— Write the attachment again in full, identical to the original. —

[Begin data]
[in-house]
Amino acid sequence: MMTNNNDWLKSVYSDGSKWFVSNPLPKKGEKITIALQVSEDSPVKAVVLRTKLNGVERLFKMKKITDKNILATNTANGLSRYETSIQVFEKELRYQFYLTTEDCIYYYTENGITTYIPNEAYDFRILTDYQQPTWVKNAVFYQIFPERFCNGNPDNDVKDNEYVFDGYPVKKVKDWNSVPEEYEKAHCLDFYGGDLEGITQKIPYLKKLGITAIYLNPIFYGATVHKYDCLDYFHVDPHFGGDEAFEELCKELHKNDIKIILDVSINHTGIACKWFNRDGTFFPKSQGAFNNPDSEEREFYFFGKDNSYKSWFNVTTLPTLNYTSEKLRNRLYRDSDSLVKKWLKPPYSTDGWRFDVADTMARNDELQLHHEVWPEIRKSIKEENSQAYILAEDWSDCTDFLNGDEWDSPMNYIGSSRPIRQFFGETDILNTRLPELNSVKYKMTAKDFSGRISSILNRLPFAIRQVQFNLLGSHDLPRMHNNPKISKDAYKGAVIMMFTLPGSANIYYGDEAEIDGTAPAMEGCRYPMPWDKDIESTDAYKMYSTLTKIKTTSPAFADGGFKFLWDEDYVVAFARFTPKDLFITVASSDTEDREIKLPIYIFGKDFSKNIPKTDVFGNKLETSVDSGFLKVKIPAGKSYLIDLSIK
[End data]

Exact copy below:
[in-house]
Amino acid sequence: MMTNNNDWLKSVYSDGSKWFVSNPLPKKGEKITIALQVSEDSPVKAVVLRTKLNGVERLFKMKKITDKNILATNTANGLSRYETSIQVFEKELRYQFYLTTEDCIYYYTENGITTYIPNEAYDFRILTDYQQPTWVKNAVFYQIFPERFCNGNPDNDVKDNEYVFDGYPVKKVKDWNSVPEEYEKAHCLDFYGGDLEGITQKIPYLKKLGITAIYLNPIFYGATVHKYDCLDYFHVDPHFGGDEAFEELCKELHKNDIKIILDVSINHTGIACKWFNRDGTFFPKSQGAFNNPDSEEREFYFFGKDNSYKSWFNVTTLPTLNYTSEKLRNRLYRDSDSLVKKWLKPPYSTDGWRFDVADTMARNDELQLHHEVWPEIRKSIKEENSQAYILAEDWSDCTDFLNGDEWDSPMNYIGSSRPIRQFFGETDILNTRLPELNSVKYKMTAKDFSGRISSILNRLPFAIRQVQFNLLGSHDLPRMHNNPKISKDAYKGAVIMMFTLPGSANIYYGDEAEIDGTAPAMEGCRYPMPWDKDIESTDAYKMYSTLTKIKTTSPAFADGGFKFLWDEDYVVAFARFTPKDLFITVASSDTEDREIKLPIYIFGKDFSKNIPKTDVFGNKLETSVDSGFLKVKIPAGKSYLIDLSIK